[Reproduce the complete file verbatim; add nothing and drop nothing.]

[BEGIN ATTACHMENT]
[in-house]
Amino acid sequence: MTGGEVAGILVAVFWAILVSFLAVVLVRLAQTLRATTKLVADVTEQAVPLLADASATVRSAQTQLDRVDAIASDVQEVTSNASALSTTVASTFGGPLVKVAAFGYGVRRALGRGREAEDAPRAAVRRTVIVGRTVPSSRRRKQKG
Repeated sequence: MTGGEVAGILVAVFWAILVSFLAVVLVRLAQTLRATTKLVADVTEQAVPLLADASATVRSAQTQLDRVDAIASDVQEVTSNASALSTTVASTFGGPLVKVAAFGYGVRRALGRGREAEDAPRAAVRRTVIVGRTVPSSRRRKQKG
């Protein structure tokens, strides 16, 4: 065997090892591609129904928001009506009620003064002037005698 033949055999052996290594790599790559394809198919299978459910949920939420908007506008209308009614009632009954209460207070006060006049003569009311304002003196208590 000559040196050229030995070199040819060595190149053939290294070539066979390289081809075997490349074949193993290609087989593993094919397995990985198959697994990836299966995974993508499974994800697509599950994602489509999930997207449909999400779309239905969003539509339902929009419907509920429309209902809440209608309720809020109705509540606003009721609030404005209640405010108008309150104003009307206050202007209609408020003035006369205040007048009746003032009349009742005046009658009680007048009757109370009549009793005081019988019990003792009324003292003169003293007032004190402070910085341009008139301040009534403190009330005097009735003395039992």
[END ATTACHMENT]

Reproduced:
[in-house]
Amino acid sequence: MTGGEVAGILVAVFWAILVSFLAVVLVRLAQTLRATTKLVADVTEQAVPLLADASATVRSAQTQLDRVDAIASDVQEVTSNASALSTTVASTFGGPLVKVAAFGYGVRRALGRGREAEDAPRAAVRRTVIVGRTVPSSRRRKQKG
Repeated sequence: MTGGEVAGILVAVFWAILVSFLAVVLVRLAQTLRATTKLVADVTEQAVPLLADASATVRSAQTQLDRVDAIASDVQEVTSNASALSTTVASTFGGPLVKVAAFGYGVRRALGRGREAEDAPRAAVRRTVIVGRTVPSSRRRKQKG
């Protein structure tokens, strides 16, 4: 065997090892591609129904928001009506009620003064002037005698 033949055999052996290594790599790559394809198919299978459910949920939420908007506008209308009614009632009954209460207070006060006049003569009311304002003196208590 000559040196050229030995070199040819060595190149053939290294070539066979390289081809075997490349074949193993290609087989593993094919397995990985198959697994990836299966995974993508499974994800697509599950994602489509999930997207449909999400779309239905969003539509339902929009419907509920429309209902809440209608309720809020109705509540606003009721609030404005209640405010108008309150104003009307206050202007209609408020003035006369205040007048009746003032009349009742005046009658009680007048009757109370009549009793005081019988019990003792009324003292003169003293007032004190402070910085341009008139301040009534403190009330005097009735003395039992």